after Allied and Red liaison offi-
cers failed to meet for a fourth
session at Kaesongto discuss ways
of getting the suspended truce
parleys going again.
While truce talk maneuvering
continued, the Communists
threw a new, high-wing super
Mig into the greatest jet battle
in history yesterday in a day
that saw 256J ets in action.
American fighter pilots returned
with the news that the Reds had
introduced the swift new fighter in
a bristling challenge of Allied air
* * *
sibly two jets and suffered damage
to 12 others, the U. S. Fifth Air
Force said. It did not report any
Allied losses.
Two major battles were fought
yesterday. One, the largest single
jet engagement, involved 197
Reports in Tokyo indicated the
new Red plane might be the Rus-
sian-made MIG-19.
(High Tokyo sources also said
the new daring and eagerness of
Red pilots seemed to presage a
challenge all over the Korean pen-
insula. They said the Reds now
may have the air strength they
had lacked to conduct all-out
The number of planes involved
dwarfed the 117 which fought his-
tory's longest jet battle Tuesday.
In that scrap, 37 American Sabre
jets whipped 80 MIGs, shooting
down five and damaging five. The
Allied Air Force said one Sabre
jet was damaged.
Investment in
U.S. Bonds Hit
CHICAGO--(P)-Increased pro-
duction is the only sound basis for
old age pensions, University Prof
William Paton told the Illinois So-
ciety of Certified Public Accoun-
tants yesterday,
Prof. Paton, of the Economics
Department, said investment in
productive assets rather than gov-
ernment bonds will serve as a firm
foundation for pension plans.
Addressing the Society's annual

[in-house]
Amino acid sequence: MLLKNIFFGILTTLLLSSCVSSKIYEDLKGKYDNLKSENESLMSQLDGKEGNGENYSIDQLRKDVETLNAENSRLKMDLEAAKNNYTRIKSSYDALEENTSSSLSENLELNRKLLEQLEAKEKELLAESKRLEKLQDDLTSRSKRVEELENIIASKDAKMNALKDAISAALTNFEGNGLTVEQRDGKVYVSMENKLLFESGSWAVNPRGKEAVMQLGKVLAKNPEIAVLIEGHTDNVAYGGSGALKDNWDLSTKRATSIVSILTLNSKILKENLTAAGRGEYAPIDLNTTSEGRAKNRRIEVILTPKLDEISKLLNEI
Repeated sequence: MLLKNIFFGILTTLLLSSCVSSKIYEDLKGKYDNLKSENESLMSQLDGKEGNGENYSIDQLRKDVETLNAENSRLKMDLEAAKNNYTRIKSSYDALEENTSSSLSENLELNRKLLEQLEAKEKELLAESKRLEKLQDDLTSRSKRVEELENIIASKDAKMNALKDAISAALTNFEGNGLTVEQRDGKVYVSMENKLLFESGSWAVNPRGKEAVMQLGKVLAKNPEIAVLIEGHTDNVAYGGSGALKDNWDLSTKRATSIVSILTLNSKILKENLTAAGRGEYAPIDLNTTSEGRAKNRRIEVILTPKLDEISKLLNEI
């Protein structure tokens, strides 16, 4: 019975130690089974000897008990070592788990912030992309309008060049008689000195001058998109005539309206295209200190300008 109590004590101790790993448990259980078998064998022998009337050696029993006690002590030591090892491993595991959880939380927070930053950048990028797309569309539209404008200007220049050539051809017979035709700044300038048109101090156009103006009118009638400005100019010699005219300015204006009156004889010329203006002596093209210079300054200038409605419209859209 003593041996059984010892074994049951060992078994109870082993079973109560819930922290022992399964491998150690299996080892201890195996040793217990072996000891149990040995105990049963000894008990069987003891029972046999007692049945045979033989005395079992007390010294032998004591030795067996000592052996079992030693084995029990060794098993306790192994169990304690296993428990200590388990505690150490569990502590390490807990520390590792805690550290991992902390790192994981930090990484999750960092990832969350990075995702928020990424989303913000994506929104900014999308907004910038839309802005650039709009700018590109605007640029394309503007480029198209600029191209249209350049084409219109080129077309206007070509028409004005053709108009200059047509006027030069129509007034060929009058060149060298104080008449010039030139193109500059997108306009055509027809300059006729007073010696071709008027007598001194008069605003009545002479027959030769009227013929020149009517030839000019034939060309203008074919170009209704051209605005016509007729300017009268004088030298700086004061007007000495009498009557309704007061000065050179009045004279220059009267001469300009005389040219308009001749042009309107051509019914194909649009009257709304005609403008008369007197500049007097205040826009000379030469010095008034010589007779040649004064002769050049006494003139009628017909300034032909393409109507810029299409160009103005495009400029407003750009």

awards dinner, he said it is an
economic fact that retired persons
can live only on the goods pro-
duced during their retirement.
He said investment in govern-
ment bonds "affords no support
whatever for the increase in pro-
duction which is necessary if the
pension scheme is to have any hope
of long-run success."

world News Roundup


+.. .


By The Associated Press
LONDON-Princess Elizabeth decided yesterday to postpone her
Canadian tour and stay near the bedside of her father, King George

VI, during the next few anxious+
board" method of applying pow-
erful x-rays offers new hone in
treating advanced cases ofcan-
cer resistant to other treat-
ments, a New York doctor said
Dr. Hirsch M~arks described a
method of applying X-Ray
through a "grid." He said it
allows attacking a cancer with
much more powerful doses than
can be employed in conventional
X-Ray treatment without seri-

days of his recovery from a lung
* * *
WASHINGTON -- Democrats
in the Senate Commerce Com-
mittee yesterday voted down a
Republican proposal to recreate
the Senate Crime investigation
committee and give it $150,000
for a new probe.
* * *
WASHINGTON - Administra-
tion leaders in the Senate lost two
attempts yesterday to write more
taxes into the Senate's $5,506,000,-

Delits' Wash Walls, Clean Basement

Delta Tau Delta, the fraternity
on campus which originated a
constructive "hell 'week" program,

of most of the customary "hell
week" pranks, Tinker said.
The Delts intrdduced the social

December, when 13 of their pledges
painted the interior of the Thrift
Later in the :near. pledges of